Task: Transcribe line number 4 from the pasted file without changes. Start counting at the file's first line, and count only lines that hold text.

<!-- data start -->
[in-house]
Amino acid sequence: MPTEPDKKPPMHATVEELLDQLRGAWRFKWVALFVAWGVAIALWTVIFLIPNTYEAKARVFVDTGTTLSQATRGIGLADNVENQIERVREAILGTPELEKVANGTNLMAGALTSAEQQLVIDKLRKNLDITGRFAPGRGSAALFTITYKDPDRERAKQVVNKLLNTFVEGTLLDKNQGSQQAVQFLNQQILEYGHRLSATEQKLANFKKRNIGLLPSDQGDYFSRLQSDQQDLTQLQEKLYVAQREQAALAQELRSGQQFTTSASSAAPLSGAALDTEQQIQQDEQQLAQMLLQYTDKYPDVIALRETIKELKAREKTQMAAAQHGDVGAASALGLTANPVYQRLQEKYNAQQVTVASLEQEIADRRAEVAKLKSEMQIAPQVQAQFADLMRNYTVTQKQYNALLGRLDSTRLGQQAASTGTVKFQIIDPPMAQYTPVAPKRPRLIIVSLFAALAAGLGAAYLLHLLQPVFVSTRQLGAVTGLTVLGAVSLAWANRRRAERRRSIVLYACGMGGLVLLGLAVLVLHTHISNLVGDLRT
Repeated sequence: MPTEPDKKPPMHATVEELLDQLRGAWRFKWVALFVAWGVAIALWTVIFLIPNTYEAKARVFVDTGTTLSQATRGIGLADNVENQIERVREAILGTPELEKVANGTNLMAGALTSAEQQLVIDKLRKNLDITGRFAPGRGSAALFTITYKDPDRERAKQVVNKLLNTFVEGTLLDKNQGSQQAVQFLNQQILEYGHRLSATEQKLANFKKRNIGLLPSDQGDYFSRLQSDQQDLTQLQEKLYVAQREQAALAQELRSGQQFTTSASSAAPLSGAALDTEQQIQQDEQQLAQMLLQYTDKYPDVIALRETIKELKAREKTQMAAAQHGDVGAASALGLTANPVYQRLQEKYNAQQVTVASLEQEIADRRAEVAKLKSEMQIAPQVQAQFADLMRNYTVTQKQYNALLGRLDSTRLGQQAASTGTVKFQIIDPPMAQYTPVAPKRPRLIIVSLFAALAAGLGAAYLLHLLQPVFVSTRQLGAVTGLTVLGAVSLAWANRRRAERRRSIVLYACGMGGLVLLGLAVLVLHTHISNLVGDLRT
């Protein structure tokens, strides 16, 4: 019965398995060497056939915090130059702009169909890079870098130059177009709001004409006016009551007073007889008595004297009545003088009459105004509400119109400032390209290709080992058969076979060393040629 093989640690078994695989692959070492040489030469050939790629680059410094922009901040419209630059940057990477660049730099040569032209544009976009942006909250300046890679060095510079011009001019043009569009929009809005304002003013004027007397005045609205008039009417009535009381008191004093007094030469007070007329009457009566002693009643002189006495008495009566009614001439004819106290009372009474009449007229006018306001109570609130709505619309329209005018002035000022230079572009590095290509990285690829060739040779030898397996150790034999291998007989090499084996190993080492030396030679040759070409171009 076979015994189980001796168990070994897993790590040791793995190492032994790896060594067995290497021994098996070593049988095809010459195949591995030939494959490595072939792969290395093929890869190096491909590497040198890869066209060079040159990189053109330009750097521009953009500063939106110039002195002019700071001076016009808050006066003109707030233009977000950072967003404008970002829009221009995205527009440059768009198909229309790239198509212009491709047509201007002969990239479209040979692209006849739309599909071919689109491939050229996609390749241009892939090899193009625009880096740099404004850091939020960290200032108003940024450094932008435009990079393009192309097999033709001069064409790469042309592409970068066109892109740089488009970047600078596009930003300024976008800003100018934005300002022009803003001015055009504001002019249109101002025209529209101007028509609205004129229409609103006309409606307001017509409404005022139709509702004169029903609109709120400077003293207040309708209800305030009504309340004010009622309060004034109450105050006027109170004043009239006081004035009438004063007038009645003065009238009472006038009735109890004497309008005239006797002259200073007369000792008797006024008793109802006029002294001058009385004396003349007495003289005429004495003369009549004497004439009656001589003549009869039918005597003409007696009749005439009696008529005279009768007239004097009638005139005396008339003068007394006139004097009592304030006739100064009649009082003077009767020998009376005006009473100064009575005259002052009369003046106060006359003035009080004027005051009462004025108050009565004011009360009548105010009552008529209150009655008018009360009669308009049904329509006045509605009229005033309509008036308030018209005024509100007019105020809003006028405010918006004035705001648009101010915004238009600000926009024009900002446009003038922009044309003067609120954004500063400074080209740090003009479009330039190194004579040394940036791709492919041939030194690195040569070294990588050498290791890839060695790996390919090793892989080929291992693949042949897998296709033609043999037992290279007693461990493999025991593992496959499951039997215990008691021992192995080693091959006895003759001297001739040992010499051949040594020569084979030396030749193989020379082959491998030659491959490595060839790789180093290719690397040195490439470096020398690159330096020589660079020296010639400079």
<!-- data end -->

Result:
């Protein structure tokens, strides 16, 4: 019965398995060497056939915090130059702009169909890079870098130059177009709001004409006016009551007073007889008595004297009545003088009459105004509400119109400032390209290709080992058969076979060393040629 093989640690078994695989692959070492040489030469050939790629680059410094922009901040419209630059940057990477660049730099040569032209544009976009942006909250300046890679060095510079011009001019043009569009929009809005304002003013004027007397005045609205008039009417009535009381008191004093007094030469007070007329009457009566002693009643002189006495008495009566009614001439004819106290009372009474009449007229006018306001109570609130709505619309329209005018002035000022230079572009590095290509990285690829060739040779030898397996150790034999291998007989090499084996190993080492030396030679040759070409171009 076979015994189980001796168990070994897993790590040791793995190492032994790896060594067995290497021994098996070593049988095809010459195949591995030939494959490595072939792969290395093929890869190096491909590497040198890869066209060079040159990189053109330009750097521009953009500063939106110039002195002019700071001076016009808050006066003109707030233009977000950072967003404008970002829009221009995205527009440059768009198909229309790239198509212009491709047509201007002969990239479209040979692209006849739309599909071919689109491939050229996609390749241009892939090899193009625009880096740099404004850091939020960290200032108003940024450094932008435009990079393009192309097999033709001069064409790469042309592409970068066109892109740089488009970047600078596009930003300024976008800003100018934005300002022009803003001015055009504001002019249109101002025209529209101007028509609205004129229409609103006309409606307001017509409404005022139709509702004169029903609109709120400077003293207040309708209800305030009504309340004010009622309060004034109450105050006027109170004043009239006081004035009438004063007038009645003065009238009472006038009735109890004497309008005239006797002259200073007369000792008797006024008793109802006029002294001058009385004396003349007495003289005429004495003369009549004497004439009656001589003549009869039918005597003409007696009749005439009696008529005279009768007239004097009638005139005396008339003068007394006139004097009592304030006739100064009649009082003077009767020998009376005006009473100064009575005259002052009369003046106060006359003035009080004027005051009462004025108050009565004011009360009548105010009552008529209150009655008018009360009669308009049904329509006045509605009229005033309509008036308030018209005024509100007019105020809003006028405010918006004035705001648009101010915004238009600000926009024009900002446009003038922009044309003067609120954004500063400074080209740090003009479009330039190194004579040394940036791709492919041939030194690195040569070294990588050498290791890839060695790996390919090793892989080929291992693949042949897998296709033609043999037992290279007693461990493999025991593992496959499951039997215990008691021992192995080693091959006895003759001297001739040992010499051949040594020569084979030396030749193989020379082959491998030659491959490595060839790789180093290719690397040195490439470096020398690159330096020589660079020296010639400079």